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Banking Crisis and Borrower Productivity

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  • KOBAYASHI Keiichiro
  • YANAGAWA Noriyuki

Abstract

In this paper, we propose a theoretical model in which a banking crisis (or bank distress) causes declines in aggregate productivity. When borrowing firms need additional bank loans to continue their businesses, a high probability of bank failure discourages ex ante investments (e.g., R&D investment) by firms that enhance their productivity. In a general equilibrium setting, we also show that there may be multiple equilibria: one in which bank distress continues and borrower productivity is low, and in the other, banks are healthy and borrower productivity is high. We show that the bank capital requirement may be effective in eliminating the bad equilibrium and may lead the economy to the good equilibrium in which the productivity of borrowing firms and the aggregate output are both high and the probability of bank failure is low.

Suggested Citation

  • KOBAYASHI Keiichiro & YANAGAWA Noriyuki, 2008. "Banking Crisis and Borrower Productivity," Discussion papers 08003, Research Institute of Economy, Trade and Industry (RIETI).
  • Handle: RePEc:eti:dpaper:08003
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    File URL: https://www.rieti.go.jp/jp/publications/dp/08e003.pdf
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    References listed on IDEAS

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    1. Franklin Allen & Douglas Gale, 1998. "Optimal Financial Crises," Journal of Finance, American Finance Association, vol. 53(4), pages 1245-1284, August.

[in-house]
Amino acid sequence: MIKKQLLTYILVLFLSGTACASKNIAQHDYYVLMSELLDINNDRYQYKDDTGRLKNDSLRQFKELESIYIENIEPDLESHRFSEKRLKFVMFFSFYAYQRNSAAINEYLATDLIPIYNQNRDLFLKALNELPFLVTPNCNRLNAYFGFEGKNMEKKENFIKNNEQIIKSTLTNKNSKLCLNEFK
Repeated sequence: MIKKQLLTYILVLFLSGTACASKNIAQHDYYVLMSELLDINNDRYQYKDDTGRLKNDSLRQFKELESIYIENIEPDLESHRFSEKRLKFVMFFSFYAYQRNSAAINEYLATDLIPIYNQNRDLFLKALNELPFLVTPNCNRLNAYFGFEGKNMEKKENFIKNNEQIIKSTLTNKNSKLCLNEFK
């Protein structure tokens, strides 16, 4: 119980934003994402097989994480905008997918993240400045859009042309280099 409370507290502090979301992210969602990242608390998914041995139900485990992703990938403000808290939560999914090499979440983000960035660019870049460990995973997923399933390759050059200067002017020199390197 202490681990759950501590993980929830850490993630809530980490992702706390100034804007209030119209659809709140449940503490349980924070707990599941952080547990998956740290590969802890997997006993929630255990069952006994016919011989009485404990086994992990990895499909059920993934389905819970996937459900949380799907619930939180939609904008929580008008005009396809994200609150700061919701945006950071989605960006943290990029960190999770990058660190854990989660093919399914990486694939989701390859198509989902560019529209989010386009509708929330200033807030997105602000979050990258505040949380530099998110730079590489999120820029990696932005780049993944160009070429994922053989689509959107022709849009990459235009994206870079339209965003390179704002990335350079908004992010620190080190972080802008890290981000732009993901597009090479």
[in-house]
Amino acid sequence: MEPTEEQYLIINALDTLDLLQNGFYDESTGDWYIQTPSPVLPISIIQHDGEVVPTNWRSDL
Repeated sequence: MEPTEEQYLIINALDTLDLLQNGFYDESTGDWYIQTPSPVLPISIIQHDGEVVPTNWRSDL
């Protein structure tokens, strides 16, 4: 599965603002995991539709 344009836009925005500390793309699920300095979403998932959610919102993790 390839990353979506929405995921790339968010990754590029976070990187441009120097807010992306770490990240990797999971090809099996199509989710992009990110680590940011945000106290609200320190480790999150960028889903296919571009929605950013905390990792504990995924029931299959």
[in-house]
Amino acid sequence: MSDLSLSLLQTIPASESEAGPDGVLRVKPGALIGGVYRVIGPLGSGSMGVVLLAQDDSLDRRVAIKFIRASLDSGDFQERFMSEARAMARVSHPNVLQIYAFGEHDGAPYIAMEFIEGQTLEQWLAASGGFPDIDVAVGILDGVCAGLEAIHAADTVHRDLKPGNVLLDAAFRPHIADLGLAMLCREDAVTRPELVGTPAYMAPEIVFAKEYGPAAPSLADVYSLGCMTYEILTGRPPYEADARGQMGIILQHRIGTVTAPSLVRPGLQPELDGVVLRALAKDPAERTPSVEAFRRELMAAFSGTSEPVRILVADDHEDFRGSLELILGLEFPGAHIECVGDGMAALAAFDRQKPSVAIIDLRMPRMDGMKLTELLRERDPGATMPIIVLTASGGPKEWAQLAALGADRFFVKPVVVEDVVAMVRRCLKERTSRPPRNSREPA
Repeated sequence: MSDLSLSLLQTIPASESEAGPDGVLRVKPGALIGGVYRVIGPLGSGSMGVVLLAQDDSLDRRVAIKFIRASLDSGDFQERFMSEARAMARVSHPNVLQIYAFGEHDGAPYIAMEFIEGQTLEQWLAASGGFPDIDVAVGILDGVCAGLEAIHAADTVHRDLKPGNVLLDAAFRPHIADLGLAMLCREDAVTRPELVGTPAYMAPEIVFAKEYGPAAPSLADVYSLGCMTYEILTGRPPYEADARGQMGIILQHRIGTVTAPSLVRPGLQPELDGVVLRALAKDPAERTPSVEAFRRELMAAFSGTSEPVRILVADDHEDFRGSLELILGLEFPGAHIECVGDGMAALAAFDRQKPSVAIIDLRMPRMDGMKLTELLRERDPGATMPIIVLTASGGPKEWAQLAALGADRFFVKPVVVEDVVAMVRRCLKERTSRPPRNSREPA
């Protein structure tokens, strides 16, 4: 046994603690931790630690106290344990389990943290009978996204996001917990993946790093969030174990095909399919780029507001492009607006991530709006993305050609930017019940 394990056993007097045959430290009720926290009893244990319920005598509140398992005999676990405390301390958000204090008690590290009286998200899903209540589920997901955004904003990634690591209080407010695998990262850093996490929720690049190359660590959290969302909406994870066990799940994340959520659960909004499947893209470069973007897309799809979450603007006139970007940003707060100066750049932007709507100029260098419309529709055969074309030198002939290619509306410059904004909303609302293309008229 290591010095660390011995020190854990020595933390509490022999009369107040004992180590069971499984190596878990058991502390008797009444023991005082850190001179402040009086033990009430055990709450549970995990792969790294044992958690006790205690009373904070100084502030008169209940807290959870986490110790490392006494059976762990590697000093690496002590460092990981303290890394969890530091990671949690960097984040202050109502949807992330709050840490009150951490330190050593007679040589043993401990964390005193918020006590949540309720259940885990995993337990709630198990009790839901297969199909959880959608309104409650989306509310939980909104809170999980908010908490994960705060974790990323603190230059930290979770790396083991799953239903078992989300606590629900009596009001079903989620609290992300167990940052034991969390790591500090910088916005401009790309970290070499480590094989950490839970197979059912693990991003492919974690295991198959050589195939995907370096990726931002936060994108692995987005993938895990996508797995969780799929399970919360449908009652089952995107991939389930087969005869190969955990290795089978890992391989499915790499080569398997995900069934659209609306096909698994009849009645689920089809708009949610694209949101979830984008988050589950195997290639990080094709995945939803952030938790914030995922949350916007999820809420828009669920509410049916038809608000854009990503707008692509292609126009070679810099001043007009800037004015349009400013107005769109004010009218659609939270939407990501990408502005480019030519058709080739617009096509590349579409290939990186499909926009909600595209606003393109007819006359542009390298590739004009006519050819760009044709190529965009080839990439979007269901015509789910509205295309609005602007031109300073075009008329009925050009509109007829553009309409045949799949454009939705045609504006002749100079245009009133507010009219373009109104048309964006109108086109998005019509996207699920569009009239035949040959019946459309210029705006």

2. Levine, Ross & Zervos, Sara, 1998. "Stock Markets, Banks, and Economic Growth," American Economic Review, American Economic Association, vol. 88(3), pages 537-558, June.
    3. Ross Levine, 1997. "Financial Development and Economic Growth: Views and Agenda," Journal of Economic Literature, American Economic Association, vol. 35(2), pages 688-726, June.
    4. Bengt Holmstrom & Jean Tirole, 1998. "Private and Public Supply of Liquidity," Journal of Political Economy, University of Chicago Press, vol. 106(1), pages 1-40, February.
    5. Douglas W. Diamond & Raghuram G. Rajan, 2005. "Liquidity Shortages and Banking Crises," Journal of Finance, American Finance Association, vol. 60(2), pages 615-647, April.
    6. Harold L. Cole & Lee E. Ohanian & Ron Leung, 2005. "Deflation and the international Great Depression: a productivity puzzle," Staff Report 356, Federal Reserve Bank of Minneapolis.
    7. Douglas W. Diamond & Raghuram G. Rajan, 2000. "A Theory of Bank Capital," Journal of Finance, American Finance Association, vol. 55(6), pages 2431-2465, December.
    8. Lucy White & Alan D. Morrison, 2002. "Crises and Capital Requirements in Banking," OFRC Working Papers Series 2002fe05, Oxford Financial Research Centre.
    9. Harold L. Cole & Lee E. Ohanian, 1999. "The Great Depression in the United States from a neoclassical perspective," Quarterly Review, Federal Reserve Bank of Minneapolis, issue Win, pages 2-24.
    10. Franklin Allen & Douglas Gale, 1998. "Financial Contagion Journal of Political Economy," Center for Financial Institutions Working Papers 98-31, Wharton School Center for Financial Institutions, University of Pennsylvania.
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    Cited by:

    1. HOSONO Kaoru, 2009. "Financial Crisis, Firm Dynamics and Aggregate Productivity in Japan," Discussion papers 09012, Research Institute of Economy, Trade and Industry (RIETI).

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